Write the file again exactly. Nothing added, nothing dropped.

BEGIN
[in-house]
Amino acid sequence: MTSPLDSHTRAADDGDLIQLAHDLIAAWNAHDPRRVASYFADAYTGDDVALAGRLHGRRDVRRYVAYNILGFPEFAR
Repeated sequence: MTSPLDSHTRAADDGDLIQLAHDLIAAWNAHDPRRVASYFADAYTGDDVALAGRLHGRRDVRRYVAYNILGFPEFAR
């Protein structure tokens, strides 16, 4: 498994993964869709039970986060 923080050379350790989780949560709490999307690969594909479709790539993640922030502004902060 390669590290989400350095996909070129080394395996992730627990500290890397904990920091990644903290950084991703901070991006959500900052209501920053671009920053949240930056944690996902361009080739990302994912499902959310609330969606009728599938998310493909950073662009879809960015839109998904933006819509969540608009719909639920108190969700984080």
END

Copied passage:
[in-house]
Amino acid sequence: MTSPLDSHTRAADDGDLIQLAHDLIAAWNAHDPRRVASYFADAYTGDDVALAGRLHGRRDVRRYVAYNILGFPEFAR
Repeated sequence: MTSPLDSHTRAADDGDLIQLAHDLIAAWNAHDPRRVASYFADAYTGDDVALAGRLHGRRDVRRYVAYNILGFPEFAR
């Protein structure tokens, strides 16, 4: 498994993964869709039970986060 923080050379350790989780949560709490999307690969594909479709790539993640922030502004902060 390669590290989400350095996909070129080394395996992730627990500290890397904990920091990644903290950084991703901070991006959500900052209501920053671009920053949240930056944690996902361009080739990302994912499902959310609330969606009728599938998310493909950073662009879809960015839109998904933006819509969540608009719909639920108190969700984080």